In the world of WordPress SEO, there are a handful of plugins that come up in discussion time and time and time again. WordPress SEO by Yoast. SEOPressor Connect. All in One SEO Pack. Today, I’m going to talk about the first two, Yoast and SEOPressor. Which is the better SEO Plugin for a WordPress site? Read on to find out.
Before we dig into the feature lists, I’m going to be up-front with the pricing. The primary reason for that is actually to date this post. Most other comparisons of these two plugins are out of date and are comparing an old expensive version of SEOPressor to the free version of Yoast. Since the time those posts were written, SEOPressor has changed their purchase model and Yoast has added a paid premium version over top of their normal free version.
SEOPressor Pricing: $9 per month, ongoing. Back when SEOPressor was just SEOPressor, they had a $50 price tag as a one-time fee. Some time back, however, they pushed a major update, rebranded to SEOPressor Connect, and changed to a subscription model.
There is only one version of SEOPressor, and that’s it. There’s no free option, but the price is a lot lower for an initial buy-in than was previously considered. Of course, after six months of subscription, you’re spending more on SEOPressor Connect than you would have with the old version, but that’s not really a relevant comparison. There’s no available one-time pricing option. You have one option if you want to use SEOPressor.
Yoast Pricing: Free or $89. Yoast has a free SEO plugin, which is why it’s one of the most commonly chosen SEO plugins for WordPress sites. They also finally created a less limited, expanded version of their plugin called Yoast SEO Premium, which costs a flat, one-time fee of $89.
That’s right: the Premium version of Yoast is almost double what the old buy-in for SEOPressor was, and a lot of site owners balked at that previous pricing. You can consider the Yoast Premium version to be a high-powered upgrade if you already really like Yoast.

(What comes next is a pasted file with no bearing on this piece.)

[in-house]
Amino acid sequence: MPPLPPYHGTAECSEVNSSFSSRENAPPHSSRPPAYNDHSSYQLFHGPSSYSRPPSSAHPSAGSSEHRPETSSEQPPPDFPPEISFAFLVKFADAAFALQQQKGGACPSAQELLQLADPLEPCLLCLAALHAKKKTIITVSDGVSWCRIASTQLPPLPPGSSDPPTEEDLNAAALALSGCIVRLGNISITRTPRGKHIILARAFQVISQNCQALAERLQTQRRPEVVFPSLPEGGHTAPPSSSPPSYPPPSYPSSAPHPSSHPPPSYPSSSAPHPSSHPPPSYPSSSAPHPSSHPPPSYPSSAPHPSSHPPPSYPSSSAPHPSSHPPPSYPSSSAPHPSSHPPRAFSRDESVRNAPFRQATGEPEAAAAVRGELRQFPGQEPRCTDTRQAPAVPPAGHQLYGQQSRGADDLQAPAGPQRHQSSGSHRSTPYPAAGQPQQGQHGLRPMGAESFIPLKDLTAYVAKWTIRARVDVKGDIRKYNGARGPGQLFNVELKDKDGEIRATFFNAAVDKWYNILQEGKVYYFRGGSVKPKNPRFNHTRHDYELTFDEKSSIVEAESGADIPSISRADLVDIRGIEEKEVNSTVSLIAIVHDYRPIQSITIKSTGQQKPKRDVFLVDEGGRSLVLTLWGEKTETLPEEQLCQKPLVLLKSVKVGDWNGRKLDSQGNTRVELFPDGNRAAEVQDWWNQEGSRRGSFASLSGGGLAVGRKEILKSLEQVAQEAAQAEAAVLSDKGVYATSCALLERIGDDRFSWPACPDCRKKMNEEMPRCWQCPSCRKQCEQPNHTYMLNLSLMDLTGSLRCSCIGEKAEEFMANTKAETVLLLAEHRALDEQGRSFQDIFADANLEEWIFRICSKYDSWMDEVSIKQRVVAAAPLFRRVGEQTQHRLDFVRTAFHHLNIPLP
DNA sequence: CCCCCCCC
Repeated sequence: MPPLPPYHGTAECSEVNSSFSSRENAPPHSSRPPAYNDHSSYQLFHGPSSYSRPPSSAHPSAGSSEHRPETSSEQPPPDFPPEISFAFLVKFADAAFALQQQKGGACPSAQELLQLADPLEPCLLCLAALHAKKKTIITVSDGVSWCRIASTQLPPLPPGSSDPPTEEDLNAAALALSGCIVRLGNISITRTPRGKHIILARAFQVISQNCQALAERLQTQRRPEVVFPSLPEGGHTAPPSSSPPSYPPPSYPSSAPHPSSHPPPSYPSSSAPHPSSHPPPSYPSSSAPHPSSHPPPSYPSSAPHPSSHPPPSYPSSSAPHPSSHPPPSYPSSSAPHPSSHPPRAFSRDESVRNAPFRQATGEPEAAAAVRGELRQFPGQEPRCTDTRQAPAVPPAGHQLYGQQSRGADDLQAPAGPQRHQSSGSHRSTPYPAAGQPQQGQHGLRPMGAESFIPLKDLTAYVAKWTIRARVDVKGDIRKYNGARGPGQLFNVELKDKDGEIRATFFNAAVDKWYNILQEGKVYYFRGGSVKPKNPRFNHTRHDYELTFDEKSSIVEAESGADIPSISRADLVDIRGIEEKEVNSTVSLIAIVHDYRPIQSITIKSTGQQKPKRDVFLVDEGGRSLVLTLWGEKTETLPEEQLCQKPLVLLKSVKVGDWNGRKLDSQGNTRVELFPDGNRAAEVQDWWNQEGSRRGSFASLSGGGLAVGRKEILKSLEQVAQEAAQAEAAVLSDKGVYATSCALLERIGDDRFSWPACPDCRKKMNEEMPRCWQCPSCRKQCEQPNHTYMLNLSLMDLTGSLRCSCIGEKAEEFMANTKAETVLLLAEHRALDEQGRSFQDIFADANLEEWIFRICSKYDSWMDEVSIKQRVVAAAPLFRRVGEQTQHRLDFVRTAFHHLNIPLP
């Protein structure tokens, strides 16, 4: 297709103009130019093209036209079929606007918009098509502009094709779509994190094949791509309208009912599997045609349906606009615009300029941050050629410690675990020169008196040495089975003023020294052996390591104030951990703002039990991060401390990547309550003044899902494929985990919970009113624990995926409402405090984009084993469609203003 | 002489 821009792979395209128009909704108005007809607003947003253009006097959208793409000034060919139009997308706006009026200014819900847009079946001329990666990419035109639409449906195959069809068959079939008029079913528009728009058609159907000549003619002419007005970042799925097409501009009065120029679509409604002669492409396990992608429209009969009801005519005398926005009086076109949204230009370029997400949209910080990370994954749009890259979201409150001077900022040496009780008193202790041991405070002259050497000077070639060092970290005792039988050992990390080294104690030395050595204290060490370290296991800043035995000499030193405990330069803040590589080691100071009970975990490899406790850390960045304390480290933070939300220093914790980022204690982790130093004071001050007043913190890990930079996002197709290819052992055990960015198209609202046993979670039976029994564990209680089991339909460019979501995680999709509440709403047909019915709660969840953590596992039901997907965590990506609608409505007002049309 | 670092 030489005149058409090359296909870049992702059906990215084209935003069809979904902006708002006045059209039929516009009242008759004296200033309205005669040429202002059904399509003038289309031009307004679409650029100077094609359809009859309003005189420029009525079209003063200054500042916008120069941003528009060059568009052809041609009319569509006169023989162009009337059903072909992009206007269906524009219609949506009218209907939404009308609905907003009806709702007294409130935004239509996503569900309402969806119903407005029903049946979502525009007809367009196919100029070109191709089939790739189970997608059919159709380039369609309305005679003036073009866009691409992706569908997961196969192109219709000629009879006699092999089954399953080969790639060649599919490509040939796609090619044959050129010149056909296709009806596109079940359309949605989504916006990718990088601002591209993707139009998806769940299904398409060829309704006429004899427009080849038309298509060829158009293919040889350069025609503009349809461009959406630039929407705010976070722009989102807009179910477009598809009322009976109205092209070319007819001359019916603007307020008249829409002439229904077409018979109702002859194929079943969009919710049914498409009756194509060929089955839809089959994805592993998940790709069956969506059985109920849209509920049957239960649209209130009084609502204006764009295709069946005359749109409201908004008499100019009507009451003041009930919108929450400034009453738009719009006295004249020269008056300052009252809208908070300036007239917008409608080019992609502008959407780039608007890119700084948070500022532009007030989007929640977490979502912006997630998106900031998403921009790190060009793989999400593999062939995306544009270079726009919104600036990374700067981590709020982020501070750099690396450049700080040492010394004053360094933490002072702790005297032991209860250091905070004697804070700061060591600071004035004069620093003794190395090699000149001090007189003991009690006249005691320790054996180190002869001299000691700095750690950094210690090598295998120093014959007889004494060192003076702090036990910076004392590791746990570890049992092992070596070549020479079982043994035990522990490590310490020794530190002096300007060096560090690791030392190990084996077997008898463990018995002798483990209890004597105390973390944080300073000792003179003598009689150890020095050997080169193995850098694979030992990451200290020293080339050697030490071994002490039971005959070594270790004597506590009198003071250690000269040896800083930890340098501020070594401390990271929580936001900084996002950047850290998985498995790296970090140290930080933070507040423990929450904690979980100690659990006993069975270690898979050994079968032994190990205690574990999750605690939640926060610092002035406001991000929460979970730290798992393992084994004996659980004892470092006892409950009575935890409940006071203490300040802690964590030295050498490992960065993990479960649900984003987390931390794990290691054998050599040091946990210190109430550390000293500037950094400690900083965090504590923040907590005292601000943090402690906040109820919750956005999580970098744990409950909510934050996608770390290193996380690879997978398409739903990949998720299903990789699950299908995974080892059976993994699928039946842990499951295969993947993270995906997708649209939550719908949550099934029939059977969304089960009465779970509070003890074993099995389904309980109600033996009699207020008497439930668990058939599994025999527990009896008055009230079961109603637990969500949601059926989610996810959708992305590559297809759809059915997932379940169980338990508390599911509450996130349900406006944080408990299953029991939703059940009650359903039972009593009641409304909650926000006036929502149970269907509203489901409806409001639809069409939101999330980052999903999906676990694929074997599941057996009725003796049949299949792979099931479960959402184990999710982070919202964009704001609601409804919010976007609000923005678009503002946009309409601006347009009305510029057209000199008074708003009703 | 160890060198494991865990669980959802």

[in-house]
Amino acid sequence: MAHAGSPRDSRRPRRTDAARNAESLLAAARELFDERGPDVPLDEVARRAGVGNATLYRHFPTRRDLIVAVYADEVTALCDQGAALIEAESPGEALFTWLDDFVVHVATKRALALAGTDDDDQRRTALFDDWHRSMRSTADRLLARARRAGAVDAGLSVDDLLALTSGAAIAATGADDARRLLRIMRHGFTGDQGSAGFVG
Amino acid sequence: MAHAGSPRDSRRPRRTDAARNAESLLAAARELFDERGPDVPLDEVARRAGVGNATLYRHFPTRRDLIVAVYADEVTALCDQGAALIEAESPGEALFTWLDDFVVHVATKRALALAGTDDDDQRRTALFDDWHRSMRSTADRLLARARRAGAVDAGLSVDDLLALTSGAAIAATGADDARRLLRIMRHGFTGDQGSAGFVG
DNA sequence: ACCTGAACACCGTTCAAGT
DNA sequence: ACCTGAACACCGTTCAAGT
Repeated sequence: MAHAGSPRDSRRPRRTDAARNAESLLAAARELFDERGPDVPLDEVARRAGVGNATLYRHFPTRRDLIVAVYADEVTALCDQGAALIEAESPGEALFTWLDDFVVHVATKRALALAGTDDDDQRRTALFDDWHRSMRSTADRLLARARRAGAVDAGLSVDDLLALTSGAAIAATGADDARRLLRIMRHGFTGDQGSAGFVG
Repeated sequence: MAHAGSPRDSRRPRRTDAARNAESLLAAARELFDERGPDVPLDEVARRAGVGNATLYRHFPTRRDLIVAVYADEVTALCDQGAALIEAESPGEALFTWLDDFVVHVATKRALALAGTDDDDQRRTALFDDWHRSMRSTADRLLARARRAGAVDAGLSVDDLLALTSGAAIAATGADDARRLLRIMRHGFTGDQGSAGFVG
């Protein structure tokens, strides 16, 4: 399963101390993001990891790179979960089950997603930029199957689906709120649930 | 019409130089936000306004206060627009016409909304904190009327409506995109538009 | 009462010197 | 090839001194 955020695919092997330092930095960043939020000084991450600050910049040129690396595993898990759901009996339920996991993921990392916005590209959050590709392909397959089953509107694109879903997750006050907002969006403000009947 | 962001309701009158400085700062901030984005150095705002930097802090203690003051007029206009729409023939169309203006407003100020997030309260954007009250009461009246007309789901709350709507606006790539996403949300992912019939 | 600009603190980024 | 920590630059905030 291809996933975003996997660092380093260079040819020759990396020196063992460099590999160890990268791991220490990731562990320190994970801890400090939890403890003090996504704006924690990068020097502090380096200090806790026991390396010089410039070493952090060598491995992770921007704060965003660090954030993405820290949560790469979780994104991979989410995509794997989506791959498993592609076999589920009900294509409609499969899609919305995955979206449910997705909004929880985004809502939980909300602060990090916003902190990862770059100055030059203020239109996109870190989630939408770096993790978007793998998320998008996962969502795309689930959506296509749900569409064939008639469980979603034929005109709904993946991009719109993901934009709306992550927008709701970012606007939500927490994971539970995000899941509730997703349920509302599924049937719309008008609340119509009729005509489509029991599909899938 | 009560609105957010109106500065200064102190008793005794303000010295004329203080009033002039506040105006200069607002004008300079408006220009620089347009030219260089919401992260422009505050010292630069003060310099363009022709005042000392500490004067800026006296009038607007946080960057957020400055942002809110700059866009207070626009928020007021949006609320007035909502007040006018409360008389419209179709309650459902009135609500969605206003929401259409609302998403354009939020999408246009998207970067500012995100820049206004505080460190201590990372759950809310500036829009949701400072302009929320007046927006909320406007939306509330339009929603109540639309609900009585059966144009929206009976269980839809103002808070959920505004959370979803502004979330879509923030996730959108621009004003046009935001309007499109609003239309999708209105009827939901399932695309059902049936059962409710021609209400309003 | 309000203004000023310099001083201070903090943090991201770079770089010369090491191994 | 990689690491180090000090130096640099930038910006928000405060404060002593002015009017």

One possible drawback is that Yoast’s free version includes ads in your dashboard. They don’t try to monetize your content, but they will try to push upsells and related affiliate products on you when you use them. It’s not too difficult to ignore, but it can be annoying to some people.
Now let’s get into the meat of the issue: features. I’m going to go down each major feature and compare each of the three plugins. I’ll use some abbreviations to save space: YSF for Yoast’s Free version, YSP for Yoast’s Premium version, and SEOP for SEOPressor.
First up, let’s talk about usage. When you’re paying for a plugin, are you paying for an unlimited license, or are you licensing it to use on one site, or a limited number of sites?
Yoast Free is, of course, free. This means it’s unlimited for use on as many domains as you want, no matter how many sites you own. Yoast Premium, meanwhile, is a single-site license. They offer a bit of a scaling discount for multiple sites, but it’s not huge. If you want to use YSP on two sites, you’re paying nearly $170. If you want to add a third, that bumps up to $255. It’s one-time fees, but they can add up if you have numerous sites. SEOP, meanwhile, is unlimited domains for the same fee. You can use the plugin on as many domains as you want.
Points go to the free Yoast and SEOPressor for this one. Yoast Pro, what are you doing? That’s a bit too expensive for those of us who run numerous sites.
It wouldn’t be an SEO plugin without keyword optimization and analysis features, right? So how do each of these plugins stack up?
YSF will analyze your page for a single keyword. They basically let you specify a target keyword, and then analyze your content to see how well you’ve utilized that keyword. YSP, meanwhile, will add in the ability to analyze and optimize every page for the primary keyword and related keywords, as determined by Google autofills, internal databases, and synonyms. SEOP, meanwhile, analyzes your content for multiple keywords, even of those keywords are dramatically different. You can specify several, and it will tell you if you’ve over- or under-optimized for any of those keywords.